An Admission of Failure, an Opportunity for Extension

George Monbiot

George Monbiot, a green movement activist and public intellectual whose recent Guardian column about the failure of the green movement sent ripples through the ranks.

It may be remembered in the future as the column that changed everything.

On one hand, it amounts to an admission of failure — on the other, perhaps the basis for a reaffirmation of Cooperative Extension’s mission and its enduring value to this nation and the world.

Writing in his Guardian column recently, George Monbiot, one of the green movement’s most prominent activists and public intellectuals, essentially admitted to his movement’s failure.

Why? Because no green proposals for de-nuclearizing and de-carbonizing the planet are achievable, he says.

Replacing nuclear power is highly problematic because of the increased threats to humans and the added environmental destruction that inevitably would follow.  Likewise, de-carbonization would require an increase in infrastructure, which Monbiot decries as “ugly, destructive and controlled by remote governments and corporations.”

The problems that would follow de-carbonization only underscore self-contradictory nature of the green message, he says.

“These questions are so divisive because the same world-view tells us that we must reduce emissions, defend our landscapes and resist both the state and big business,” Monbiot says.

He even doubts if it’s possible to impose a green movement agenda on an economic system tailored for growth. Even if we somehow could attain a zero-carbon goal by 2030, economic growth would present humanity with the same problems in 2050 and 2070 and into the future.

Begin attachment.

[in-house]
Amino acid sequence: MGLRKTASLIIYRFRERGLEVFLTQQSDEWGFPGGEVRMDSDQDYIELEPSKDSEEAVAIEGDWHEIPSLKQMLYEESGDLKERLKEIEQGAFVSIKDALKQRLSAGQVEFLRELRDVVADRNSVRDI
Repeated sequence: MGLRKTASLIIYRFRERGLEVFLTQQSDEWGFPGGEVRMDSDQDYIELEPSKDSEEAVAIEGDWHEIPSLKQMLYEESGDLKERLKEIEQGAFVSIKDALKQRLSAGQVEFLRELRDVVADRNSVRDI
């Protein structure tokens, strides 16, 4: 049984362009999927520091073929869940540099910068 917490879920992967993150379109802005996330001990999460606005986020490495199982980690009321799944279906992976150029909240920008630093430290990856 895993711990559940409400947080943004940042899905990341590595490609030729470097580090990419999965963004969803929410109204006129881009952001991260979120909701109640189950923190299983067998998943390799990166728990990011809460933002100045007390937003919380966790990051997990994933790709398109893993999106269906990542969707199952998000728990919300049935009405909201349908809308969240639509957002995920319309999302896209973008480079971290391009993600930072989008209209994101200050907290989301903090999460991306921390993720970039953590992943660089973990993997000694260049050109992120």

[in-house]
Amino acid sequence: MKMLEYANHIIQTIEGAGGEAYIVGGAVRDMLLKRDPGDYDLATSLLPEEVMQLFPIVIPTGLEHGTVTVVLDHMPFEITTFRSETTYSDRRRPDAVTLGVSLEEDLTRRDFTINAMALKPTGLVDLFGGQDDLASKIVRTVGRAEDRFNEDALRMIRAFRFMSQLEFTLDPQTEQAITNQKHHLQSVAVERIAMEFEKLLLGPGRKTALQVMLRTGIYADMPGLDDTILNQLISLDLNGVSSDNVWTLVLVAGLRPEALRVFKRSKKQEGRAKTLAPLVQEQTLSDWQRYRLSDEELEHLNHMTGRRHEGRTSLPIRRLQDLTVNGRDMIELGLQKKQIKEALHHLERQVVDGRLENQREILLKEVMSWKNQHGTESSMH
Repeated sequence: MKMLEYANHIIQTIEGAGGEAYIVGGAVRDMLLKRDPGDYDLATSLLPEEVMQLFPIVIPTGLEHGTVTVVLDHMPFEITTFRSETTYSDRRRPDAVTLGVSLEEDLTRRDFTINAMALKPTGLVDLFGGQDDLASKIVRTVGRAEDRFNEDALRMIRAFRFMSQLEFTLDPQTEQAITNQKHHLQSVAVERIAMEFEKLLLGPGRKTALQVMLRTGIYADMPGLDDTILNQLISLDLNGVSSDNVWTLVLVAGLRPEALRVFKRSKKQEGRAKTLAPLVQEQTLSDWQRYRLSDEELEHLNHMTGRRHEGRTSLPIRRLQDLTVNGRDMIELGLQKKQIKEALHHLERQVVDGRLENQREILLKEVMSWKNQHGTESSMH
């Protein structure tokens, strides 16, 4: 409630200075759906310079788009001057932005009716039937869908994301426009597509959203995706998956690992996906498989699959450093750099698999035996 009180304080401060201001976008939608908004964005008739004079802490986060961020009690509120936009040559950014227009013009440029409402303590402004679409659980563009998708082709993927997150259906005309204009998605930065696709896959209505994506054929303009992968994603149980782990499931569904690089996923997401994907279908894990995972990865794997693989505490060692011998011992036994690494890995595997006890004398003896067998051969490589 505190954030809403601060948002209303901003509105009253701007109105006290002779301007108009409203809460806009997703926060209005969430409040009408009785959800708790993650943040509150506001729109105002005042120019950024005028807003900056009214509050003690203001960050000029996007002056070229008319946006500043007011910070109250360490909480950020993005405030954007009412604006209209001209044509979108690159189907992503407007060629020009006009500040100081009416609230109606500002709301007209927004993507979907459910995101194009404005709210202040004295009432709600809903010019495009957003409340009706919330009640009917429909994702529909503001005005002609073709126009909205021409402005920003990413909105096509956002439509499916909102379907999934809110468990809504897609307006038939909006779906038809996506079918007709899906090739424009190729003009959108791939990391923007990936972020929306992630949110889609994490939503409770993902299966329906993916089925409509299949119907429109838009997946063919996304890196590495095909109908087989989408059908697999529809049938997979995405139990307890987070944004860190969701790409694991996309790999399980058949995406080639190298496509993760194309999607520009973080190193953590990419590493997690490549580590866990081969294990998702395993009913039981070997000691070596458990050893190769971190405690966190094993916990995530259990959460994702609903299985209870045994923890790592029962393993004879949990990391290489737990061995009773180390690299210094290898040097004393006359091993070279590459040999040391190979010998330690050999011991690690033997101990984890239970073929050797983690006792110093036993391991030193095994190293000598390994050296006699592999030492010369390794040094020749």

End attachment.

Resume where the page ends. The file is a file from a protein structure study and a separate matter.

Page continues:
All de-carbonization proposals run up against similar brick walls, Monbiot concedes.   For example, adopting charcoal as an alternative source would “throw industry into direct competition with agriculture , spreading starvation and ensuring that manufactured products become the preserve of the very rich.”

Add to that the even bigger challenge of summoning the public will. Advocating “a massive downsizing and return to a land-based economy” is one thing; persuading the public to embark on such a life-altering undertaking is quite another.

The malaise within green ranks is  further underscored by the realization that, despite the likely peak of crude oil production reached in 2006, economic collapse has not followed. Industry has compensated with substitutes such as natural gas liquids and tar sands.

As it turns out, the problem humanity faces is not having enough fossil fuels but too much, Monbiot concedes.

“Collapse will come one day, but not before we have pulled everything down with us,” he grimly observes.

He ends his gloomy confession with an appeal to realism.

“I hope that by laying out the problem I can encourage us to address it more logically, to abandon magical thinking and to recognize the contradictions we confront,” he says.

I think it behooves Monbiot and other green movement intellectuals to read a page or two out of Extension’s playbook.

We Extension educators can be faulted for a few things, but succumbing to magical thinking isn’t one of them. Our century of experience has taught us a thing or two about human complexity  — the immense contradictions often encountered in the course of fostering meaningful economic and social change.